This started out as a comment on Jesus Hog's "Seau, Suspensions, and Saints" but went so long I thought I would post it. He made the connection for me so I want to Tip the Hat to the that Devine Swine's compelling post.
The Saints and Seau are extreme examples how players can seek to cause harm and the manifestation of that harm. While toughness is highly respected in the NFL, and pushing your body through pain a value (Bettis: 'If you can't endure pain, you can't play in the NFL'), the head is different. I have experience assessing college football players who will never play in the NFL, but whose lives are limited because of post concussive syndrome / head trauma. Unlike an ACL or broken leg, the extent of compromised cognitive function due to trauma is not isolated to a particular area, but comprehensive. I can think of no other NFL injury to which suicide is preferable to the injury itself.
Sacrifice for excellence is something that people recognize. It was reported that a fan went up to Yo-Yo Ma (famous cellist) and said "I would give my life to play like you" and his response was "I did." A recent article about Luke Keekly pointed out that in college everything Luke did was to maximize his performance on the field: sleep, diet, training - sounded very boring but not an uncommon trade off for an elite athlete. The pursuit of excellence is respected. I admire Luke's level of drive and commitment, lacking it myself, and perhaps that is what makes me a fan. However, I am not sure how many of us would make the faustian deal Muhammad Ali did, a deal Ali himself was unaware he was making. Dementia Pugilistica (what some consider was the cause/ accelerator of Ali's Parkinson's Syndrome) is a part of boxing. The head is a target, knock outs a common outcome, and numerous punches to the head over a period of time result in head trauma. Boxers age far worse than NFL players, despite much less "playing time"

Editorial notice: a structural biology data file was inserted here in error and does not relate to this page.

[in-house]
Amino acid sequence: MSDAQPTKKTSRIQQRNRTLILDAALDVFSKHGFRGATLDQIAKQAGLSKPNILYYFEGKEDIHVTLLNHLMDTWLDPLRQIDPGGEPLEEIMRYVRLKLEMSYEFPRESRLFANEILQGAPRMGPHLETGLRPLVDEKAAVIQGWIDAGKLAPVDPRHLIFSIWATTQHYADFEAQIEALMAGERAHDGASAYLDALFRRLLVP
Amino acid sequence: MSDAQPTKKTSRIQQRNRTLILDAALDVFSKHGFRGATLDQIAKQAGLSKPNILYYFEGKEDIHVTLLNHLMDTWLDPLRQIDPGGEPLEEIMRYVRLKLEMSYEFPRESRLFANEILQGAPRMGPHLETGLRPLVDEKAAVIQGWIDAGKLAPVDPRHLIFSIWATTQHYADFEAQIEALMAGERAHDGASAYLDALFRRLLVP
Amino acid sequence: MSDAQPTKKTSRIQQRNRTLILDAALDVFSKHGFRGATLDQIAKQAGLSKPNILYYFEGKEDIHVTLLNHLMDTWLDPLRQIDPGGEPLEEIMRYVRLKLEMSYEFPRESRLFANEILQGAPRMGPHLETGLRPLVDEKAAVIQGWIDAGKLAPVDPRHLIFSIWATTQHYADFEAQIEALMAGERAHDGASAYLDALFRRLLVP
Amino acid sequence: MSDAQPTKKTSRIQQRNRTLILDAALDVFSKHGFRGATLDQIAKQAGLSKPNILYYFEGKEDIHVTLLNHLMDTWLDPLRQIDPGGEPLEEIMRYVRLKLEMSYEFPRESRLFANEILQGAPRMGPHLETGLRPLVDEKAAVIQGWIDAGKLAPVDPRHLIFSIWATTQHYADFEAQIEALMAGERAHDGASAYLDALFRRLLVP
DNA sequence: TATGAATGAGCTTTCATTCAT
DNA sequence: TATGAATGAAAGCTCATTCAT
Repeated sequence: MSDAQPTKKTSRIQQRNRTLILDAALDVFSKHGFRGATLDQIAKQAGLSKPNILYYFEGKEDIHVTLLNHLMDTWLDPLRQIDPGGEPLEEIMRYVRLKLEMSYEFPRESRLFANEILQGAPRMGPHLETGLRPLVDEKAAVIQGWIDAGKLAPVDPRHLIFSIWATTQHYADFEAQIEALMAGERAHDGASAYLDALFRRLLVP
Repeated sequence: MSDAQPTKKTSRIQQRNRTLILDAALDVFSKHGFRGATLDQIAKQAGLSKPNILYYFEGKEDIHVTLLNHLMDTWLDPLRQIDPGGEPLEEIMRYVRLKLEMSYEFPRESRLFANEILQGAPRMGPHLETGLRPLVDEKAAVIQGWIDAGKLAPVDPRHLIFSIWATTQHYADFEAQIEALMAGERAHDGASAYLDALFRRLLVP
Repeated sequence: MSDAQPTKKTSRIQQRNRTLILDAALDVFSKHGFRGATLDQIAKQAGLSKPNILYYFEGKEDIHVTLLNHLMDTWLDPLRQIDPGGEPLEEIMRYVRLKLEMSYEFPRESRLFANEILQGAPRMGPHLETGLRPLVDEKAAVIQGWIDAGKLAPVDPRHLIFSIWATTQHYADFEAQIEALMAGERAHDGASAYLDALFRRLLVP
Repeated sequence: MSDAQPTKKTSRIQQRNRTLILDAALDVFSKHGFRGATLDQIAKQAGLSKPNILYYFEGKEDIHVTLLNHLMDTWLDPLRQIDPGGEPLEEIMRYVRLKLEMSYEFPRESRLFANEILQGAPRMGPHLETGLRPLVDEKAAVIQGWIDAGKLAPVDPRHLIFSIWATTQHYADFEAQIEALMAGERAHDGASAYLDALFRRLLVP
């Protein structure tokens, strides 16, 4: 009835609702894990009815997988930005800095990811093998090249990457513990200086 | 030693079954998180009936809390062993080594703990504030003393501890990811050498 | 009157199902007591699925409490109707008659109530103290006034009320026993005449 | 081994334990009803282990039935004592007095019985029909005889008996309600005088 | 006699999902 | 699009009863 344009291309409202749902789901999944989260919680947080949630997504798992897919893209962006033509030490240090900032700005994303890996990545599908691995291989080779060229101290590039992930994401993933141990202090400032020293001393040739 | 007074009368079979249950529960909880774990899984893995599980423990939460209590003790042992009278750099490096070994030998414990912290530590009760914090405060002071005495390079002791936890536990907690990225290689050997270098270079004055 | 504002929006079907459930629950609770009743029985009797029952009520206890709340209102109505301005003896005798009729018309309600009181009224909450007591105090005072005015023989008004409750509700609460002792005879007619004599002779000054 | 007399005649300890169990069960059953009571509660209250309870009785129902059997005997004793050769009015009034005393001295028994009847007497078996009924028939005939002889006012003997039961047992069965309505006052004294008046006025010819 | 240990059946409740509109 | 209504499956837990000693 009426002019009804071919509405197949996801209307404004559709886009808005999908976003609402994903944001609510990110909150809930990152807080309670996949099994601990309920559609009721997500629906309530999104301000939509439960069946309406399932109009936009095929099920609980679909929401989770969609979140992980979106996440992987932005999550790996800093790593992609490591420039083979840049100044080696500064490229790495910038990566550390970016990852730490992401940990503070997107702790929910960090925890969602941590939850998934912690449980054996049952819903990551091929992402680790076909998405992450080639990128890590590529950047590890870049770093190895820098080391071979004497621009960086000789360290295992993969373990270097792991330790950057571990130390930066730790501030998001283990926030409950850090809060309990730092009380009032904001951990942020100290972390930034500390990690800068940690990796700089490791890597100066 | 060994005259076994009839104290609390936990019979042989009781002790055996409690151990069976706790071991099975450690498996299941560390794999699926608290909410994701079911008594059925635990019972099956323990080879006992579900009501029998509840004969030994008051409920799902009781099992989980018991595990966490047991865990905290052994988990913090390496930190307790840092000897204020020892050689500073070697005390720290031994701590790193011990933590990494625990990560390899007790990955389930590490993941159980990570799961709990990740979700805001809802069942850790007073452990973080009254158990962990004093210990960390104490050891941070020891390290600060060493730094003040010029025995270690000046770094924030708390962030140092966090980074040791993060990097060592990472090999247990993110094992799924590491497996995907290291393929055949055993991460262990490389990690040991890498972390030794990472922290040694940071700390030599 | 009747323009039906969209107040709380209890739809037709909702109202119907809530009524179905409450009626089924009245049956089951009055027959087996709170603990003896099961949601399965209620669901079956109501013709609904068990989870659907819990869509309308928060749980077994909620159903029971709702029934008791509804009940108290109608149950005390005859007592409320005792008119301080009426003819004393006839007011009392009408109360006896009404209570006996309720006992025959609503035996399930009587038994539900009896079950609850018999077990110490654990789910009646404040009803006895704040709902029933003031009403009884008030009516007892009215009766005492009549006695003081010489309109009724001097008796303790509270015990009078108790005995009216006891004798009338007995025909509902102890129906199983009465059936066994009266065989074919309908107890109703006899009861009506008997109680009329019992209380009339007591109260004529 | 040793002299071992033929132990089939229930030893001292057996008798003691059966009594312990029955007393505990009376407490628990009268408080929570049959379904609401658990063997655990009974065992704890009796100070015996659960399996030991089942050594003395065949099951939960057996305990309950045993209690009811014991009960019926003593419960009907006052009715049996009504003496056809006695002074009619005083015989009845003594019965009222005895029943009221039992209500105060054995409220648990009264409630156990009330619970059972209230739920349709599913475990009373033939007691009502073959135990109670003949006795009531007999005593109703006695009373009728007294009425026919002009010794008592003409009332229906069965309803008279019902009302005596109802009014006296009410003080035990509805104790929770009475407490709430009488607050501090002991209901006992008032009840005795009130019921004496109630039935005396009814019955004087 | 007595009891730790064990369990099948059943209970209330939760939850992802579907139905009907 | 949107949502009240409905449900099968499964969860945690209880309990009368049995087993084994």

Making a good play in football does not require a hit to the head. In fact, there are rules against this. Moreover, a great physical play is not better if the player is knocked unconscious. Unlike in boxing, a knockout stops the game, it is not part of it: no one cheers or applauds the one who caused the harm, the focus is all on the injured. The hitter will never claim the injury was intentional. What I find some loathsome about Bounty Gate are the efforts obfuscate the malicious scheme by wrapping it around the virtues of toughness, sacrifice, and physicality. Football is not boxing.
In any contact sport inflicting pain, being physical, and toughness are going to come into play. "Smash Mouth Football" is a common term many pundits use to evoke hard hitting and aggressive plays that wear down the other team. I love watching Amini Silatulo dominate other players, but I want them all to get up. While I never route for any team the Panthers play, I would not wish a head injury on anyone. As the post by Jesus Hog pointed out, I hope the context in which people consider Bounty Gate also includes Seau.